The British Government and the federal Episcopal Church were determined to stamp out Baptists forever. In their zeal, they tried all kinds of laws and forms of persecution all to no avail. Finally they decided to use the laws of disturbing the peace. To carry out their anti-Christian behavior, they had three pastors (Lewis and Joseph Craig and Aaron Bledsoe) arrested in Fredricksburg, Virginia, where they were holding a meeting around 1770. The pastors were put under heavy bonds for their appearance in court two days later. The news of this arrest spread like wide-fire, causing a great deal of alarm among Baptists throughout Virginia. The news reached Patrick Henry, and he mounted his horse and rode the very rough terrain of 50 miles on horseback. He wanted to confirm the news as well as attend the trial. Patrick Henry arrived and was looking for a seat when the three pastors were brought in and put in a crude dock. The magistrates with their wigs and gowns took their dignified positions. The royal prosecutor then arraigned the preachers with great staged seriousness and gravity, for “preaching the gospel contrary to the law, to the disturbance of the general peace.” Patrick Henry, whose speech against the crown had made him famous, was just beginning to be recognized by some in the crowd. He jumped to his feet, immediately attracting everyone’s attention and said, “May it please your worships, what did I hear read? Did I hear that these men whom your worships are about to try for misdemeanor are charged with preaching the gospel of the Son of God? Great God!” He then took the indictment from the prosecutor, and reading that the charge was for nothing else than the crime of preaching, he waved the indictment above his head three times while shouting each time, “Great God! Great God! Great God!” The prosecutor turned pale, and the prosecutor was shamed out of the courtroom. The court recovered and the trial continued, with the prosecutor putting on a frenzied rant. The pastors were condemned and the pastors given a chance at freedom should they promise to quit preaching. The pastors rejected the offer, and were marched off under guard to the jail. As they went through the streets of the town, the pastors sang “Broad is the road that leads to death.” The British government used the same tactics all across the colony of Virginia, to the point Baptists simply met for services outside the jail walls so their pastors could still preach the God’s Word to them. This whole scene propelled Patrick Henry into major action in support of Baptists.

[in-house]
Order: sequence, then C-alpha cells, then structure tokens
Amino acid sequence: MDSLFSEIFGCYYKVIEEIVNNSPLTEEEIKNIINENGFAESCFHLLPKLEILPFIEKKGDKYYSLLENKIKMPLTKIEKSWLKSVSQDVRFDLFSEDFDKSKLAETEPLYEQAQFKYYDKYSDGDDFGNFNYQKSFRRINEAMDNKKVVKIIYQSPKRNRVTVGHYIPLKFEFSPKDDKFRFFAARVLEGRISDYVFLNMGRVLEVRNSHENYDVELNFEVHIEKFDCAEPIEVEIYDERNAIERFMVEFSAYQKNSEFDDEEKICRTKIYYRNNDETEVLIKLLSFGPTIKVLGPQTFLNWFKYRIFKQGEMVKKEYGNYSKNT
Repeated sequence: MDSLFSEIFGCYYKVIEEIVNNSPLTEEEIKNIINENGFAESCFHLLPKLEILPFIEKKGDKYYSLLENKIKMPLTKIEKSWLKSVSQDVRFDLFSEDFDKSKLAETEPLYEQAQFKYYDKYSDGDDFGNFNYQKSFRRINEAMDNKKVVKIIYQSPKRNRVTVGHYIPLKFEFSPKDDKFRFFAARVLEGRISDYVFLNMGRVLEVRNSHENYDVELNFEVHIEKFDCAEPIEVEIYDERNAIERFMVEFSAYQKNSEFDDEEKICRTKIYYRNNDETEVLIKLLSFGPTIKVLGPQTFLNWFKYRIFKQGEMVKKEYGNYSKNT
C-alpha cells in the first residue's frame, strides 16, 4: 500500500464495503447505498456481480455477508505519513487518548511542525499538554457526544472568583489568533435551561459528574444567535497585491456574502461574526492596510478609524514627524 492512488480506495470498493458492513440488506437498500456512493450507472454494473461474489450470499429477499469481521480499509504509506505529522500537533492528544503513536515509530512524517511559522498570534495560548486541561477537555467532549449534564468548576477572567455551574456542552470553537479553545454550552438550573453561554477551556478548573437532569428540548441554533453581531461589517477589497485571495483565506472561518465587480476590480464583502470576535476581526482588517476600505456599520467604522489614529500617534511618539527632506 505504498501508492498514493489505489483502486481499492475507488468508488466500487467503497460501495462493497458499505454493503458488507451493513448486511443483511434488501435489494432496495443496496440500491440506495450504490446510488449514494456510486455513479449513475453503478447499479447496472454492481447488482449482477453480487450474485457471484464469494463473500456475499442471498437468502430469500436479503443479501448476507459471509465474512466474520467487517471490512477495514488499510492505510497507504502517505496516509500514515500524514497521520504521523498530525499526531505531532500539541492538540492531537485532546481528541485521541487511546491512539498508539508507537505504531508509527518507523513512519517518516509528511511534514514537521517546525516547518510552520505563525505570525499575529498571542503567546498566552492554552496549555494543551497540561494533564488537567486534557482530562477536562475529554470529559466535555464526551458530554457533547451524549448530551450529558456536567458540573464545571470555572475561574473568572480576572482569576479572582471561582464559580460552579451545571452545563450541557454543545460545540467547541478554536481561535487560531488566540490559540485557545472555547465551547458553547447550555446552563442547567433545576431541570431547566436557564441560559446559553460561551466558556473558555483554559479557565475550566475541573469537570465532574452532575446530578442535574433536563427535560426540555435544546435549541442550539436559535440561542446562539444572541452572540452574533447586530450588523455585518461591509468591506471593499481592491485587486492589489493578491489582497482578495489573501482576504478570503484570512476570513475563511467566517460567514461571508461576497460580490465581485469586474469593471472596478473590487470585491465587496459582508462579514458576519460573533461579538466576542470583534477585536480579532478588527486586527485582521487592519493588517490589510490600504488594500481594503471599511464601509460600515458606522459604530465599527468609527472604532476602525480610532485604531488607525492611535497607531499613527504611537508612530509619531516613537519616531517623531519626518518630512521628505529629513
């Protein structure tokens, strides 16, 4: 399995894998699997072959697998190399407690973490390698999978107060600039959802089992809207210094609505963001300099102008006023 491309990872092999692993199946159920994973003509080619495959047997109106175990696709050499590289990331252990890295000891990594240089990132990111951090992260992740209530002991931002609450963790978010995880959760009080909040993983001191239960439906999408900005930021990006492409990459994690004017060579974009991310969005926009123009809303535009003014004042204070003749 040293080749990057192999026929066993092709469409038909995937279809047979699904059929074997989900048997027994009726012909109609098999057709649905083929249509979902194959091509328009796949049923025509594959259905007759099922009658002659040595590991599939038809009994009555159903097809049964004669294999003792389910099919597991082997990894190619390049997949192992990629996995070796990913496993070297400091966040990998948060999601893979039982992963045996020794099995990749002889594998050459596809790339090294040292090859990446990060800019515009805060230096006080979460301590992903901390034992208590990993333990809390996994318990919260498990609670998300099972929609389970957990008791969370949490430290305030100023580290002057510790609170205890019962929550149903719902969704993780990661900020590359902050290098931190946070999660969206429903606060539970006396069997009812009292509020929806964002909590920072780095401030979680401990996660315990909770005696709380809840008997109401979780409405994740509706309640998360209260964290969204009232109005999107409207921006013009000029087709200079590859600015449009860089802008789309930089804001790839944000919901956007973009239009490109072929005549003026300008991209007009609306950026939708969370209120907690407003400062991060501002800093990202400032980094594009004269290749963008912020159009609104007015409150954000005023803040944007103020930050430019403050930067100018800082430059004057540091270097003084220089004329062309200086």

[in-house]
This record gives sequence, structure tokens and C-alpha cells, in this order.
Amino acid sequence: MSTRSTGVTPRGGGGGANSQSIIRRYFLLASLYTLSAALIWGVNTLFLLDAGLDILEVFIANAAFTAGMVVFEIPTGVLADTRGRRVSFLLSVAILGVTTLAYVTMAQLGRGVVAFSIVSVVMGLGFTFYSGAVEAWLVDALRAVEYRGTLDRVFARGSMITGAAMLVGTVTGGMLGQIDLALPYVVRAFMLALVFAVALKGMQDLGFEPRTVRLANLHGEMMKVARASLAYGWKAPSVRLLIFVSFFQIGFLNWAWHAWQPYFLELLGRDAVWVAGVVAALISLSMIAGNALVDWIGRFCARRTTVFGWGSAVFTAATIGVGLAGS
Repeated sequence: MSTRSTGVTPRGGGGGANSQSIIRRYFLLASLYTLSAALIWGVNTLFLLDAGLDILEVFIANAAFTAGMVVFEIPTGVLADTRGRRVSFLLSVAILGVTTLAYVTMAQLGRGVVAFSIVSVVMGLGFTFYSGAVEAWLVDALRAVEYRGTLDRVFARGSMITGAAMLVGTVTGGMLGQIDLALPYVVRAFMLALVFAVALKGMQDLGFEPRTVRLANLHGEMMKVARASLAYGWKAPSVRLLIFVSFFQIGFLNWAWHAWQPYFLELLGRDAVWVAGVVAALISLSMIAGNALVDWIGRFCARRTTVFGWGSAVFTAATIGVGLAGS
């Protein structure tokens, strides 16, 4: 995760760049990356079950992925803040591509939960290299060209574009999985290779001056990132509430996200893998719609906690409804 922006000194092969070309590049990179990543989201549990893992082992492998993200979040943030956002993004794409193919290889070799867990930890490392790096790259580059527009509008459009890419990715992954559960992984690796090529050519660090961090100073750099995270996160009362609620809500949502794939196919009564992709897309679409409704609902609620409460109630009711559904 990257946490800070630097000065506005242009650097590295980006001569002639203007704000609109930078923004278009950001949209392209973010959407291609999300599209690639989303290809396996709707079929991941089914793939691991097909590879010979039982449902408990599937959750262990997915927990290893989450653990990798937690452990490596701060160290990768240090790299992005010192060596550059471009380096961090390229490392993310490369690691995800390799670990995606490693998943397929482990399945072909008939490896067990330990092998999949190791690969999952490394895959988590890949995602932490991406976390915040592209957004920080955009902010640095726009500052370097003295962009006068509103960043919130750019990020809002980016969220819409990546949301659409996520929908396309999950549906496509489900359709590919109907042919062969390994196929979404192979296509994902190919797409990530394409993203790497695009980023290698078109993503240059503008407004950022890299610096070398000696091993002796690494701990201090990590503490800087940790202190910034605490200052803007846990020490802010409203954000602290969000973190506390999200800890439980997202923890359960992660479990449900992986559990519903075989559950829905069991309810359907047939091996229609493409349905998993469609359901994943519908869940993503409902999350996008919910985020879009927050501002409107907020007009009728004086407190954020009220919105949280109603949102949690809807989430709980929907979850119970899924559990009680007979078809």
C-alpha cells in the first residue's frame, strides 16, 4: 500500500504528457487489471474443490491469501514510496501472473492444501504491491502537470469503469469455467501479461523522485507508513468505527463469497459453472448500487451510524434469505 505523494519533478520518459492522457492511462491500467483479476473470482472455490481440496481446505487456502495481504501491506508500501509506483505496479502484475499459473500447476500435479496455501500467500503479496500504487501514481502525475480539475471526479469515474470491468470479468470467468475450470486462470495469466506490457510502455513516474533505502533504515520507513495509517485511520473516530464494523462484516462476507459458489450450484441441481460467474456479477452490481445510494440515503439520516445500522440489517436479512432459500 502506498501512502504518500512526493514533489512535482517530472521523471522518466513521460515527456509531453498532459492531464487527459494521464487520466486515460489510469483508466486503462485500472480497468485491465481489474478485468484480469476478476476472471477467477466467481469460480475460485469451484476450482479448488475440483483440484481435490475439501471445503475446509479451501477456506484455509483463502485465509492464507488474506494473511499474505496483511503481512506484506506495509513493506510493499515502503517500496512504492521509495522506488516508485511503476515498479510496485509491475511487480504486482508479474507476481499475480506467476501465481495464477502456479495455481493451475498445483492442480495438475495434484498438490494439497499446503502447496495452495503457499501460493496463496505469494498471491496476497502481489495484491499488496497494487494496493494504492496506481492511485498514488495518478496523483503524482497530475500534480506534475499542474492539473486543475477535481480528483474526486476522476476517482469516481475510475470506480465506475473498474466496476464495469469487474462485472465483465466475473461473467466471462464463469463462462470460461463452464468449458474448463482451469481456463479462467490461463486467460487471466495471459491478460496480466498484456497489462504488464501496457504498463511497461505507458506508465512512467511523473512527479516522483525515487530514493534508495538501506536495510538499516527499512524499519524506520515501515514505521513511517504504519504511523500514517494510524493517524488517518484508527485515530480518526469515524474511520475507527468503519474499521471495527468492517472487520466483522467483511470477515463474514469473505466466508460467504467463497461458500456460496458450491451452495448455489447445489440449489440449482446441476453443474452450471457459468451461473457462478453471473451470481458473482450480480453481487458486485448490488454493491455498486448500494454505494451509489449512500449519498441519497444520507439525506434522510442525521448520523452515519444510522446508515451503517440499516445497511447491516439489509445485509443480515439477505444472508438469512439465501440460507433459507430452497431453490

Baptists owe a great deal to the famous efforts of Patrick Henry, who proved to be an unwavering friend, throughout the long struggle for freedom from tyranny and religious oppression. Baptists won limited places through licensing, but being zealous to propagate the gospel, they longed for liberty to preach the gospel everywhere, and to every creature. Patrick Henry was the one who came to their aid and saw the battle through to victory, starting first with making things right in Virginia and then insisting, and fighting valiantly that the same laws made in part of the Virginia constitution be made a part of the Federal constitution. The formal battle for freedom lasted 27 years, but in the end, the Baptists had won victory for all!